The body of the most powerful Shia politician in Iraq, who died in an Iranian hospital on Wednesday, is expected to be returned to his home country.
Abdul-Aziz al-Hakim's death in Tehran marked the end of a 28-month battle with lung cancer.
Al-Hakim's body was taken from Tehran to Qom on Thursday, where it was honoured by senior Iranian Shia religious figures before being flown to Baghdad.
The funeral procession is expected to start in the Iraqi capital on Friday and make stops in several cities in the country's southern provinces before burial in the Muslim holy city of Najaf.
From the airport the body is to be taken to the mausoleum of Imam Kadhim in the Kadhimiya shrine district of Baghdad.
It was later due to be taken to an official mourning ceremony in the fortified Green Zone, the seat of the Iraqi government and the US embassy.
Burial in Najaf
After the ceremony in the Green Zone, the body will be conveyed to the Shia Muslim shrine city of Karbala.
Al-Hakim is expected to be buried in Najaf on Saturday.
Condolences were painted on black banners that hung from the main streets of the city, and hundreds gathered near al-Hakim's office and his family home to pay respects.
The Iraqi government announced a three-day mourning period, beginning on Thursday.
Al-Hakim helped to establish an opposition movement in 1982 while in exile in Iran to fight the Sunni-dominated government of Saddam Hussein, Iraq's executed former leader.
He spent nearly two decades in Iran during Saddam's rule and returned only after the US-led invasion of 2003.
His Islamic Supreme Council of Iraq swept Shia areas in the first provincial elections after the invasion, but in new elections this January the party suffered major losses.
Ayatollah Ali al-Sistani, Iraq's most senior Shia religious leader, was deeply saddened by al-Hakim's death, his office in Najaf said.
"In deep sadness, Ali al-Sistani received the news of the death of his eminence scholar Abdel Aziz al-Hakim, who passed away after a life full of giving for the sake of his religion and country, and to save his people from despotism and injustice," al-Sistani's office said.
In Tehran, Ayatollah Ali Khamenei, Iran's supreme leader, praised al-Hakim on Thursday as the symbol of the struggle against Saddam's government.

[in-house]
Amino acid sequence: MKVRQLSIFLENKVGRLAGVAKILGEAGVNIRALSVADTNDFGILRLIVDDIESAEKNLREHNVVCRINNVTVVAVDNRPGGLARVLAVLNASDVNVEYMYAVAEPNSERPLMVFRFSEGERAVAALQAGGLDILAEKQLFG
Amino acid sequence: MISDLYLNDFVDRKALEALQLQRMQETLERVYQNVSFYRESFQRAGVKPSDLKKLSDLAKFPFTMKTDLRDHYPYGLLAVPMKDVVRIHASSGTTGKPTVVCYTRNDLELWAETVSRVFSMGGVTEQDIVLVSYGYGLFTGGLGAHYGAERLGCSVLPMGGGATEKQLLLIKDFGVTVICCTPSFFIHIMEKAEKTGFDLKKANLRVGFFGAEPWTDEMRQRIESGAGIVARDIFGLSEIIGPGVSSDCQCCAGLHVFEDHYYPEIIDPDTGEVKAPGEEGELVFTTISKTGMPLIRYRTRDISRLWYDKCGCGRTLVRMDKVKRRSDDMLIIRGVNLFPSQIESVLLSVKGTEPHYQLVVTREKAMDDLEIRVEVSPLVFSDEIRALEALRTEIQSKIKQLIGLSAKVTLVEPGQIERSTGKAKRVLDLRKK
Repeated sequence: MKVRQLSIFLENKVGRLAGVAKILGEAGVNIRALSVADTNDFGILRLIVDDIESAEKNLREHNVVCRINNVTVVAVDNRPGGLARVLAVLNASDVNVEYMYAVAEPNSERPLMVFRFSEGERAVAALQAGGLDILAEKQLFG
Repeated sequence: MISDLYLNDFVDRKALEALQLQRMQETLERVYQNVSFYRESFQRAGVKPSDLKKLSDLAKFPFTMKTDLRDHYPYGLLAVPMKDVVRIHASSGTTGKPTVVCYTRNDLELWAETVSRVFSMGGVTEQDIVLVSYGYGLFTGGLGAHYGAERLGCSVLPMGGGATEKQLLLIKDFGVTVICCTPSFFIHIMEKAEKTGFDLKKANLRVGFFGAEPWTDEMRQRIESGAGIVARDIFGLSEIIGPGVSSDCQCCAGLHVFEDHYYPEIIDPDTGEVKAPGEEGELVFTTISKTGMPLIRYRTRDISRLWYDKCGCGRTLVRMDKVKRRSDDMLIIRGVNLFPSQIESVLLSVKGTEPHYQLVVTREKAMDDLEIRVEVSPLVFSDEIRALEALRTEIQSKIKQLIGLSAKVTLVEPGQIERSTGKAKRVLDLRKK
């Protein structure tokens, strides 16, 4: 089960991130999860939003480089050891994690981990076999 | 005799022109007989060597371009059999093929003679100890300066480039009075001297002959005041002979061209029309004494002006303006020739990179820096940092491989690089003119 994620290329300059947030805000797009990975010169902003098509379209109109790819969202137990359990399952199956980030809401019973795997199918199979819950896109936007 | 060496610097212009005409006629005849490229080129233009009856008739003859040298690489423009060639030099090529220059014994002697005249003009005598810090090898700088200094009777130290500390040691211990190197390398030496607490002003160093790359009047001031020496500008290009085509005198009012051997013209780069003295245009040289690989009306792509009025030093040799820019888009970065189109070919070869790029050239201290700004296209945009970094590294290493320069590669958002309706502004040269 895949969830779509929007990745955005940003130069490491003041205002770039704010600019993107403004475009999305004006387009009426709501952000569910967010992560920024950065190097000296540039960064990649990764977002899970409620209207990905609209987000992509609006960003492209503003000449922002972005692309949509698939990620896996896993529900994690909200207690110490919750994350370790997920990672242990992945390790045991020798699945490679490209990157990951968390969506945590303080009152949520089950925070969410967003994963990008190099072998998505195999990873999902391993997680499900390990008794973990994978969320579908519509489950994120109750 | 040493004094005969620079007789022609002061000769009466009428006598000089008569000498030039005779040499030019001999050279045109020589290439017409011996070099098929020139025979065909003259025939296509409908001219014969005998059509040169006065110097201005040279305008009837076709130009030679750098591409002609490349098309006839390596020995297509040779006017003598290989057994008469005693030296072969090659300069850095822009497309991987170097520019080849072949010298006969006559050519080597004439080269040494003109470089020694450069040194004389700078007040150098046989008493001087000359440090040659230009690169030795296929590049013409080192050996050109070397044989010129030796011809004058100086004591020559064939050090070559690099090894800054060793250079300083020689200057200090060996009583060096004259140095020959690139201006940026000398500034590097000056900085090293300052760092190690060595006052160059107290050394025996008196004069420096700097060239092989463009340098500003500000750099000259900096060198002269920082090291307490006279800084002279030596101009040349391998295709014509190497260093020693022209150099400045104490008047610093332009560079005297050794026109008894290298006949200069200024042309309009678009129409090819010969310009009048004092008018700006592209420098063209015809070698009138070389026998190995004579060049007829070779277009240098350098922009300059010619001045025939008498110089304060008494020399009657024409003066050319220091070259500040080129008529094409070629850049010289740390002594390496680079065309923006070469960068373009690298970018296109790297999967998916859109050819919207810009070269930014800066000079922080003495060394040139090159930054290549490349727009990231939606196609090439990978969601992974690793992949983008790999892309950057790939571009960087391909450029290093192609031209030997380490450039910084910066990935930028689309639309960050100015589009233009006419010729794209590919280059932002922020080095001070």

|Al-Hakim's death comes amid a surge in violence in Baghdad and other cities [AFP]
"His death is a big loss for the Iraqi people and government, and is a painful incident for the Islamic Republic [of Iran]," Khamenei said in a message read at a ceremony in Tehran.
"He symbolised the hardship involved in jihad in fighting tyranny.
"The efforts and endeavour of this hardworking cleric are unique and unforgettable both in Iraq and Iran."
In Damascus, Bashar al-Assad, the Syrian president, expressed his "sincere condolences and sympathy" to his Iraqi counterpart, Jalal Talabani, and to the people of the country.
A former chain smoker, al-Hakim was admitted to Tehran's Masih Daneshvari hospital on Saturday following complications.
Al-Hakim had been in Tehran for treatment for more than four months and also visited the US in the past to consult lung cancer specialists.
Al-Hakim's death coincides with a resurgence of violence across Iraq, including a devastating attack on two ministry buildings inside the Green Zone.
Series of attacks
There was no respite from the violence on Thursday. At least one person was killed and 22 others wounded after several car bombs exploded in Baghdad.
The bombs mainly targeted Iraqi troops in the city and a northern suburb, officials said.
The deadliest bombing struck at about 11am near a US military base close to Taji, north of Baghdad, killing one person and wounding six others, an Iraqi police official said.
Hours earlier, three bombs attached to parked cars exploded in Baghdad's Azamiya neighbourhood, wounding four police officers and two civilians.
Two more bombings struck later in the day in different parts of Baghdad, wounding 10 people, police said.